Our results may instead suggest the need for an alternative explanation of how participants carry out the change detection task. One possibility is that participants use a global-familiarity approach to identify change (Donkin & Nosofsky, 2012b; Shiffrin & Steyvers, 1997). For example, consider a model in which the presentation of a test item leads to a familiarity signal from visual working memory. If the familiarity is larger than some criterion, then a “same” response is elicited. However, if the familiarity is weaker than the criterion, a “change” response is given. If we also assume that the strength of the familiarity signal from memory is based on both feature and location information, then such a model would predict a difference between internal and external change conditions.

Interestingly, the signal from a global-familiarity model could be driven by memory that is based on either slots or a continuous resource (see Donkin & Nosofsky, 2012a, for one such example). The model proposed by Keshvari, van den Berg and Ma (2012) seems like a good start to such an endeavor. Their model incorporates uncertainty in the features of stimuli when performing a change detection task, and could presumably be extended to also incorporate uncertainty in the location of items. If participants take advantage of both sources of uncertainty when making their decisions, then it may be possible to account for our data.

An alternative explanation for the difference between the external and internal change conditions is that performance in the change detection task is not solely a function of processes occurring in visual working memory, but also relies on encoding of the stimuli in the study array via visual attention. Treisman’s seminal Feature Integration Theory (FIT: Treisman, 1988; Treisman & Gelade, 1980) proposes that certain basic features of a visual array—including color—can be processed rapidly and in parallel across the visual field. Applied to the current experiment, this would suggest that participants encode the identities of the set of different colors that are present in the study array in a manner that is independent of set size. Assuming perfect memory of this set, a test item in the external change condition can then be easily identified as a change because it is rendered in a color that does not belong to this set. In contrast, a test item in the internal change condition cannot be identified as a change on this basis since it is rendered in a color that does belong to the parallel-encoded set. Identifying whether an item has changed relies on knowing that a particular color was presented at a particular location in the study array, and this conjunction information is not contained in the parallel-encoded feature list of colors. Instead, it relies on participants having encoded a “bound” representation of color and location, which (according to FIT) results from a serial encoding process in which selective attention is applied to the location of each item in the study array in turn. To the extent that participants may not have time to encode all of the color-location conjunctions in the study array, FIT anticipates that performance will be worse on internal change trials than external change trials.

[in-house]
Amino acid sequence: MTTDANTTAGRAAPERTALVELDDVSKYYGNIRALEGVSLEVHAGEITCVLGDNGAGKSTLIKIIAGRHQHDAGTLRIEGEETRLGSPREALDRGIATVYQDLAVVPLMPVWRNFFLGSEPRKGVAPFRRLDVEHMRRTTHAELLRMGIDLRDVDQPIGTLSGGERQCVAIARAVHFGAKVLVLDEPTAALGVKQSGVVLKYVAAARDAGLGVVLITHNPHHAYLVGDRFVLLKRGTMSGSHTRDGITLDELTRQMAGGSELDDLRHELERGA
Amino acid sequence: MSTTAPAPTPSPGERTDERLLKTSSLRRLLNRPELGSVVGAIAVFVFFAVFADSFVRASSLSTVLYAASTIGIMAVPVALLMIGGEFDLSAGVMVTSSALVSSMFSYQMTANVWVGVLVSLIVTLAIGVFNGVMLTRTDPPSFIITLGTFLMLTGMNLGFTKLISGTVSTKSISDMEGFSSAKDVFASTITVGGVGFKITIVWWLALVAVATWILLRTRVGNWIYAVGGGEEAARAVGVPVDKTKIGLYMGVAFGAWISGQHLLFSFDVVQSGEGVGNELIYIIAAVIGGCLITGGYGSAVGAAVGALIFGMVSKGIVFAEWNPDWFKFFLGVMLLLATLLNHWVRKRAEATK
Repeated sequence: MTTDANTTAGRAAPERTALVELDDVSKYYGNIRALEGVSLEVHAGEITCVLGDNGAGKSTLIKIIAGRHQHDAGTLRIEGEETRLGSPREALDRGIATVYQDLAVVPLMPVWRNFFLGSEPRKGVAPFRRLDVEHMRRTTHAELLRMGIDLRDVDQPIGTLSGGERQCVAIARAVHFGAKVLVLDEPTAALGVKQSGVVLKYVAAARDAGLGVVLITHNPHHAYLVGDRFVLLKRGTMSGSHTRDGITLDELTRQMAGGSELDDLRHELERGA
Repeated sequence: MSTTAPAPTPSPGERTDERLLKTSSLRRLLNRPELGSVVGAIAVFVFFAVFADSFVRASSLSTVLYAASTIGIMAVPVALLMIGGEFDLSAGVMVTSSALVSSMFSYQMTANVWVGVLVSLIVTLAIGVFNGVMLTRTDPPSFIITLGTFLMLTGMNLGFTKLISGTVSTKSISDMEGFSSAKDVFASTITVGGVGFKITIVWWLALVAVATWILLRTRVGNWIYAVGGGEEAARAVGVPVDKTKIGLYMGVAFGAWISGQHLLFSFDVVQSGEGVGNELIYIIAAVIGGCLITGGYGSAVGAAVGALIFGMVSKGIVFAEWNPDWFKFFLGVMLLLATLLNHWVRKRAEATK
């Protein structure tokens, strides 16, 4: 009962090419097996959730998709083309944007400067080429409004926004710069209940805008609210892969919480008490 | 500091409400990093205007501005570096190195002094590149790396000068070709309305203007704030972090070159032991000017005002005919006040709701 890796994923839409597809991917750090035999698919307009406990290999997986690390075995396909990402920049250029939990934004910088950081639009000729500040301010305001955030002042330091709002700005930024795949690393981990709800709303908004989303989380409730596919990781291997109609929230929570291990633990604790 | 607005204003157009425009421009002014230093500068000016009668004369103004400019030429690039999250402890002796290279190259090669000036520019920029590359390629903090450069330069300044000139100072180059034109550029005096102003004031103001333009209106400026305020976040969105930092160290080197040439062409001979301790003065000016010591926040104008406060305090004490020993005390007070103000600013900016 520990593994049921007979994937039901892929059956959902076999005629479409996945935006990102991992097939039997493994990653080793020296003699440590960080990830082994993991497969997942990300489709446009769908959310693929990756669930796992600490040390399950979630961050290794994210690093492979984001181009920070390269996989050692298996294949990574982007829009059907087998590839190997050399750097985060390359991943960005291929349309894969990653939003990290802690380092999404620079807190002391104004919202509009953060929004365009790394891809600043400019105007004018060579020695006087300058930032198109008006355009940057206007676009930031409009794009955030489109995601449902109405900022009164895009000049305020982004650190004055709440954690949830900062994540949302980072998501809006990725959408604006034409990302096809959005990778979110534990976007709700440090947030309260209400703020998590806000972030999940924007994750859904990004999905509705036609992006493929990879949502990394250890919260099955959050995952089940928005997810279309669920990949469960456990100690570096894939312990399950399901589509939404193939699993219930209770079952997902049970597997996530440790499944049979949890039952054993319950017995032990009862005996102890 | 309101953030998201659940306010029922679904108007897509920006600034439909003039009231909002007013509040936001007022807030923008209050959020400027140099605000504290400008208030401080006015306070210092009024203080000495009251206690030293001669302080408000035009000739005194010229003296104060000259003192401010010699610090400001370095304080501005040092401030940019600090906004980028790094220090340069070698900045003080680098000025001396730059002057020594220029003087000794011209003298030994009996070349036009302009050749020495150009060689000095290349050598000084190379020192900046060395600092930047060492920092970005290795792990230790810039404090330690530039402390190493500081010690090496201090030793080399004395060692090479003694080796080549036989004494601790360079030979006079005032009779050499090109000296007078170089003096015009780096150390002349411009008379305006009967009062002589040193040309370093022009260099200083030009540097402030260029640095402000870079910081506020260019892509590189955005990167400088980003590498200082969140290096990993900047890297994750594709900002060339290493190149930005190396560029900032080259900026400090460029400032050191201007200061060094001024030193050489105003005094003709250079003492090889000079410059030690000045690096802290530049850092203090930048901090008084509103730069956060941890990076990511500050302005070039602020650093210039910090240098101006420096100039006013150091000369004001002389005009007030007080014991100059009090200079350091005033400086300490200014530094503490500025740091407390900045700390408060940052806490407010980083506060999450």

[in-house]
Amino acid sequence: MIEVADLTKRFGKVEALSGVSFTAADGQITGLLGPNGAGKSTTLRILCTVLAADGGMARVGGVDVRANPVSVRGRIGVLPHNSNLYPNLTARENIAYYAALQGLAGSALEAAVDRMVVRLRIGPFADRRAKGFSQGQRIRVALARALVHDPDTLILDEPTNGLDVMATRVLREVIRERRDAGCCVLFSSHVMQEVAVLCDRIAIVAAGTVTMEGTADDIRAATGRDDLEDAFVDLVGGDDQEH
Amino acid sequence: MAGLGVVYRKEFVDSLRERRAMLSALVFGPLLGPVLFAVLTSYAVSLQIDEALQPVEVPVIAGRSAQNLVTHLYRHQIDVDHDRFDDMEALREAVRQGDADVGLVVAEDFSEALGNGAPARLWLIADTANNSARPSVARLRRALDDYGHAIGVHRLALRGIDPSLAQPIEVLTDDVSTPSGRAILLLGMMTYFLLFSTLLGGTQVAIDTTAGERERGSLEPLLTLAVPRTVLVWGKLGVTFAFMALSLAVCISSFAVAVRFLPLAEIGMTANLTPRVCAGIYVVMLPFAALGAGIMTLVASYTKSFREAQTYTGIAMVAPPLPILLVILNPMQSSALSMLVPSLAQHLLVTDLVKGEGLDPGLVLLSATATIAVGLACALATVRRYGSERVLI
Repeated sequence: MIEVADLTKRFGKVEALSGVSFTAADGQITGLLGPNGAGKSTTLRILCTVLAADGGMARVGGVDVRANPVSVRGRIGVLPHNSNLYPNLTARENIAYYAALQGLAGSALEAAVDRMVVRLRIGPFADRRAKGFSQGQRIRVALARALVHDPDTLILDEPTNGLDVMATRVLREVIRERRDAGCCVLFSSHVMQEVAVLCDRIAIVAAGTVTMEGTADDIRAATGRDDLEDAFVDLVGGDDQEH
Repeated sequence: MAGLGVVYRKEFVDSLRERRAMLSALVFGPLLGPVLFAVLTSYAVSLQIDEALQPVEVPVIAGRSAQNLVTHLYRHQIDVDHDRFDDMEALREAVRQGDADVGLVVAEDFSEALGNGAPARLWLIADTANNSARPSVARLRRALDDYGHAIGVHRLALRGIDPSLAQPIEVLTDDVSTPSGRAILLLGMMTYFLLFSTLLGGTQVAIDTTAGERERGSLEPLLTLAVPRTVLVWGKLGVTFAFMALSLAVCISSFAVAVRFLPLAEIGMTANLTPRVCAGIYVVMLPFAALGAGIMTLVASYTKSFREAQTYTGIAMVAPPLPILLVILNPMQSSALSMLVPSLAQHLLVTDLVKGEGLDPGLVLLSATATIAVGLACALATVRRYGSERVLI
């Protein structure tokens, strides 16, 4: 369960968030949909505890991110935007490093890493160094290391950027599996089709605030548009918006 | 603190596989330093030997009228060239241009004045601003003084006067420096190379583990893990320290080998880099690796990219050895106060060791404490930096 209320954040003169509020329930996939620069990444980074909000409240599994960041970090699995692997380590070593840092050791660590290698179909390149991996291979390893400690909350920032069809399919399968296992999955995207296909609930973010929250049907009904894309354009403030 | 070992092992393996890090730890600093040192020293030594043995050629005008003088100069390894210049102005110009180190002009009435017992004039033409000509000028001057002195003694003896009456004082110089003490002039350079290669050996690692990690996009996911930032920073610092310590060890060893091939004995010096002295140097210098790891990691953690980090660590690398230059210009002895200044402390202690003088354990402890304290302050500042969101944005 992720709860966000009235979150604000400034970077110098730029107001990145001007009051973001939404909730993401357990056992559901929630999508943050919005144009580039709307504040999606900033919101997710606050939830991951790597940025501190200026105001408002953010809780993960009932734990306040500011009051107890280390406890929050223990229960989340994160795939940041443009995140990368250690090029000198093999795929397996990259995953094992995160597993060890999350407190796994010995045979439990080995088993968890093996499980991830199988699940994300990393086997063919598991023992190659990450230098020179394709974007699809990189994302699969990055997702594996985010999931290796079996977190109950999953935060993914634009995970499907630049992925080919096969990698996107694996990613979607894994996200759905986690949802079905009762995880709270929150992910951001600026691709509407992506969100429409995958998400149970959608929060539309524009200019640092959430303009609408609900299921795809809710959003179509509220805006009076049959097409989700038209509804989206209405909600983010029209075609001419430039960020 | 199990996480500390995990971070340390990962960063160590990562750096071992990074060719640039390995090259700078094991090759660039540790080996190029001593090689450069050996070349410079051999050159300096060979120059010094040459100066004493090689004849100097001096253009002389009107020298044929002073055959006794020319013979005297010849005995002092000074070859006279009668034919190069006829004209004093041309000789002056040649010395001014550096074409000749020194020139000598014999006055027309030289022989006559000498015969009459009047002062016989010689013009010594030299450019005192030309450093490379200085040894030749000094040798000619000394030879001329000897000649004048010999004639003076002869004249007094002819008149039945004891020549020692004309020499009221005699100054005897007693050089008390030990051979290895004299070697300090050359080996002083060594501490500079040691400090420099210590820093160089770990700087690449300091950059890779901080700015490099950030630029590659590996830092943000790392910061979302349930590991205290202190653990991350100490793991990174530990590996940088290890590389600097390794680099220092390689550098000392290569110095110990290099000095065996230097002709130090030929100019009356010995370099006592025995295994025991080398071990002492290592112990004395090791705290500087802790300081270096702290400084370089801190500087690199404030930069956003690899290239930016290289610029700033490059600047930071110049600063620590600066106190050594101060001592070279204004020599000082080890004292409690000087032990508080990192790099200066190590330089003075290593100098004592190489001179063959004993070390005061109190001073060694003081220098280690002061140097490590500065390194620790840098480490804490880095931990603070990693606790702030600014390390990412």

Clearly, FIT does not offer a full account of our data. For example, it suggests that performance in the external change condition should be independent of set size, and yet Fig. 2 shows this is not the case. The implication is that memory/capacity limitations are also important in shaping participants’ decisions. That is, performance in the change detection task may be best understood in terms of an interaction of encoding and memory processes. Future work could attempt to separate out the contribution of these two factors.

In the present study, we aimed to extend recent work on location errors in VWM tasks (e.g., Bays et al., 2009). By manipulating whether the test item changed to an internal item that had been presented in another location of the study array or an external item that was not presented at study, we successfully influenced the number of location errors that participants made. However, a slots model that incorporates location errors as a product of incorrect binding of feature and location information failed to account for the observed data.


  1. 1.

    We performed the common arcsine transformation of the square-root of proportions in order to satisfy equal-variance assumptions of the ANOVA.

  2. 2.

    Bayes factors are defined by the relative likelihood of the data under the two models. However, since the models are wrong, these probabilities are unlikely to be absolutely true. It is worth noting that the same objection is true of the frequentist ANOVA, and the resultant p-values. Thankfully, the effects of set size and change type are clear enough in our data that such assumptions are unlikely to be critical to our interpretation of the data.

  3. 3.

    Note that capacity is not estimated directly from hit and false alarm rates by Pashler (1988) or Cowan (2001)’s formulae. Instead they are inferred using equations y1, 3, 4, and 5 in our Hierarchical Bayesian model. Our estimate of capacity is most similar to the approach taken by Morey (2011) and Rouder et al. (2008).


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Copyright information

© Psychonomic Society, Inc. 2014

Authors and Affiliations

  • Chris Donkin
    • 1
    Email author
  • Sophia Chi Tran
    • 1
  • Mike Le Pelley
    • 1
  1. 1.School of PsychologyUniversity of New South WalesSydneyAustralia